Chilean Rose Tarantulas as Pets - Care Sheet

9 Emperor Scorpion Facts & Care Tips | Pet Tarantulas
Photo provided by Flickr
Obtain and read "Tarantulas and other Arachnids" by Dr. Sam Marshall, published by Barron's [2001] and available in specialty pet and reptile shops, as well as from numerous online retailers [see link in this page's sidebar]. Please remember that while there is an abundance of information on tarantula care on the Internet, much of it is inaccurate. Care sheets written by well-known breeders are best, as is the information provided on the and websites.
Chilean Rose Tarantulas as Pets - Care Sheet
Photo provided by Flickr
They are good natured spiders that require very little space. The Oklahoma Brown Tarantula is one of the calmest and most handleable tarantulas being kept as a pet. They are quiet, easy to care for, and are an ideal species for a beginner. They have a long lifespan, with males living about 7 - 12 years and females up to 36 years. ▶ 5 Red Trapdoor Spider Facts & Care Tips | Pet Tarantulas - YouTube
Photo provided by FlickrChilean Rose Tarantulas as Pets - Care Sheet
Photo provided by FlickrHow To Care For Your Pet Tarantula
Photo provided by Flickr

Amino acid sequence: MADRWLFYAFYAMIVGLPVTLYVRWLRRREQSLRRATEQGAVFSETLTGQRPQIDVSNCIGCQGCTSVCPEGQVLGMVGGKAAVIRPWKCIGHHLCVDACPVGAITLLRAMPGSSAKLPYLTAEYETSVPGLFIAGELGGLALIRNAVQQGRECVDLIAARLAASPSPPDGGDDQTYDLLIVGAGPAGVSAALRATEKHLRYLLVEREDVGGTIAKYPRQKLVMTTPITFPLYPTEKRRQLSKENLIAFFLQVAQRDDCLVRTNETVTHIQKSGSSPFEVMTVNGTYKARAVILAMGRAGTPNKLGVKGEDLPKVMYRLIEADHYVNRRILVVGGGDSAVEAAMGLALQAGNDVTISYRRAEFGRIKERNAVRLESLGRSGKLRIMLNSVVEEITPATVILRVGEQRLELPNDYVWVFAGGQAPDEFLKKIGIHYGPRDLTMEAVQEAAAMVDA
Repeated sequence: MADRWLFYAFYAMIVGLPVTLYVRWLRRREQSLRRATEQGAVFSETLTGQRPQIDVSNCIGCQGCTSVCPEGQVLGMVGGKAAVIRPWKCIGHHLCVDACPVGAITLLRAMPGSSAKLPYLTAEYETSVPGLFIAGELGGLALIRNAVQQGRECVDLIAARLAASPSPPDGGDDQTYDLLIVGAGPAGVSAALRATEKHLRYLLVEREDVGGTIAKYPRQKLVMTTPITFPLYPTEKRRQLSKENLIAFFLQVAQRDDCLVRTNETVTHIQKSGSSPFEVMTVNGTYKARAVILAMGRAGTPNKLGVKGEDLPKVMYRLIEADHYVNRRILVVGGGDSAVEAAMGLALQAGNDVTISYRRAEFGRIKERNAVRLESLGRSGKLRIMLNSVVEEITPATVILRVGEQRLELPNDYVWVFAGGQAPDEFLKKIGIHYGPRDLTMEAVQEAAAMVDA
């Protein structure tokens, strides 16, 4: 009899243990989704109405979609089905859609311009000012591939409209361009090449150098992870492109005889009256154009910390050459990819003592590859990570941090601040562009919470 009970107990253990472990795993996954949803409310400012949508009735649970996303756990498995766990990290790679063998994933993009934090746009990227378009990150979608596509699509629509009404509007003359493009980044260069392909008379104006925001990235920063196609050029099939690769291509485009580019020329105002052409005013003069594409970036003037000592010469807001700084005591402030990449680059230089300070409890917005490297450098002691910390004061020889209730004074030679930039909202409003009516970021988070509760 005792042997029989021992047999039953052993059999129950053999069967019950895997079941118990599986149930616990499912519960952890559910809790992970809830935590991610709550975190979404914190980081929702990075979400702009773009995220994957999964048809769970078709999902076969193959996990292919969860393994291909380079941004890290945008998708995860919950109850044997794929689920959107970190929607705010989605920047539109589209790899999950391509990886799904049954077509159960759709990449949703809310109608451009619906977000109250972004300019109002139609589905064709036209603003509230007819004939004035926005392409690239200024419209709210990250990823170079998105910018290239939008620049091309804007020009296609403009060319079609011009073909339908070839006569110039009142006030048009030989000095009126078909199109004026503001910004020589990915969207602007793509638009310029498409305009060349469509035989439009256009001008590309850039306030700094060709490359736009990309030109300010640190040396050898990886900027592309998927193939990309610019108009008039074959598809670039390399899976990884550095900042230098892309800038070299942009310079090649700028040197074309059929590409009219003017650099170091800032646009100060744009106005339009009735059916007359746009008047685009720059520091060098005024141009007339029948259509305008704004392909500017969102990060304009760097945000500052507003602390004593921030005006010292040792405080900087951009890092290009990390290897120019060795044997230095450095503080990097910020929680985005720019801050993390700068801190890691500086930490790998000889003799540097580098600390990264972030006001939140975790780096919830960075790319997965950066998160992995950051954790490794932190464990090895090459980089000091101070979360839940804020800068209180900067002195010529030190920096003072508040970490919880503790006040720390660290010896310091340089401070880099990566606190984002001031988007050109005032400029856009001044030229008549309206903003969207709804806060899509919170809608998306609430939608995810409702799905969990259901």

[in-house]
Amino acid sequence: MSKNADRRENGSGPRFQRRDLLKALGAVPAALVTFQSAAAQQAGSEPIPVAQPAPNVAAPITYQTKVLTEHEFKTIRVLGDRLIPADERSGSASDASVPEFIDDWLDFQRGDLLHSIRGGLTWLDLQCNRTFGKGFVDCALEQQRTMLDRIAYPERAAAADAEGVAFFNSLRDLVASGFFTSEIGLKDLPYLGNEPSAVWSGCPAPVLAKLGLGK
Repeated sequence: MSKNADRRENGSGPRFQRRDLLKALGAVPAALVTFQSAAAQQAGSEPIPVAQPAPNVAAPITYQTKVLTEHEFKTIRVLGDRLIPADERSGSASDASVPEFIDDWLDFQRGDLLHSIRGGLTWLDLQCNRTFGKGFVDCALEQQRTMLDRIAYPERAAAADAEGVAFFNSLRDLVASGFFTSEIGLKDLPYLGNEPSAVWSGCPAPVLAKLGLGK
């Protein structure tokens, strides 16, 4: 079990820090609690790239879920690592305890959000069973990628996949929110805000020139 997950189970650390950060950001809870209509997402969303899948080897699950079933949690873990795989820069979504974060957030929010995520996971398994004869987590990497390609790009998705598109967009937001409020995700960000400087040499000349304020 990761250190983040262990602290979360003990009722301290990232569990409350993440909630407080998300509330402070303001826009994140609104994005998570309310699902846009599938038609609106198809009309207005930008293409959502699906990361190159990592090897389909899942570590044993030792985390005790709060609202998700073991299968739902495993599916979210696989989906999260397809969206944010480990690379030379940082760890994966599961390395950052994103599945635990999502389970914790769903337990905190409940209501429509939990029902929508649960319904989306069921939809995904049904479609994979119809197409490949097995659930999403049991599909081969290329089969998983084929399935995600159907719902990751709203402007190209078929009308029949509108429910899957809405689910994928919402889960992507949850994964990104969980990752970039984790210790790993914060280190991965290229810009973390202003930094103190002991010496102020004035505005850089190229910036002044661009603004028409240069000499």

One of the questions I am asked most frequently is "which tarantula is best for the beginner?" Certainly each keeper's needs are different, but typically what a person seeks in his or her first tarantula is one that is easy to care for and calm in temperament. Tarantulas in general are low maintenance pets, but those that are easiest to care for are those that can be maintained at room temperature in a warm home without any supplemental heat, and those that tolerate a dry cage with a small water dish supplying the only moisture. These are the grassland or desert species. Tropical varieties may require a little more warmth and almost always require somewhat elevated humidity. As for temperament, beginning keepers also understandably desire a species that is not likely to bite. Some keepers wish to hold their tarantulas. This is a controversial subject that I won't address at length here, but I do not advocate handling. In short, tarantulas are extremely fragile creatures best left alone. I consider them fascinating hands-off terrarium subjects, no different than tropical fish or frogs. The spider gains nothing from being touched and it is put at great risk of injury when a keeper chooses to hold it. Personally, I have a dog and a parrot to interact with. Others have ferrets or bearded dragons or boas. I enjoy observe and care for my tarantulas - I don't bother them. I'll leave it at that. But, all of the species mentioned here are those that have dispositions that lend themselves to handling if the keeper chooses.Due to this spider’s docile nature, colorful appearance, large size and long life they have become a popular type of tarantula to keep as pets. The spider requires little care and little space. It is an excellent choice of pet for with all levels of experience.Tarantulas should be housed in small enclosures that are safe and secure. Care should be exercised to ensure that the enclosure is safe from other pets such as dogs and cats and placed out of reach of children. Locate it in an area out of direct sunlight and drafts and where there is little disturbance from vibration such as heavy foot traffic and loud music. It is also important to remember that nicotine is a powerful insecticide and tarantulas are best kept far away from tobacco smoke.Although tarantulas acquire most of their water from their food, it is a good idea to provide a small, shallow dish of fresh water to adult tarantulas. The natural evaporation will also provide beneficial humidity. It is more difficult to provide a water dish to small tarantulas, but a spider with a legspan of a 50-cent piece or so is large enough for a simple tiny water receptacle such as a 2-liter soda bottle cap. Provide clean tap water—do not use "cricket gel" or sponges, which just get dirty and funky with bacteria and mold and do not provide sufficient moisture. Water can also be provided by lightly misting the substrate and/or sides of the enclosure. Never spray the spider directly and take care to not create overly damp conditions. Most pet tarantulas are grassland or desert species that should have a mostly dry cage, although having a small, damp area near the water dish can be helpful [see Substrate above]. Tropical species require elevated humidity. Research your pet's needs and provide accordingly.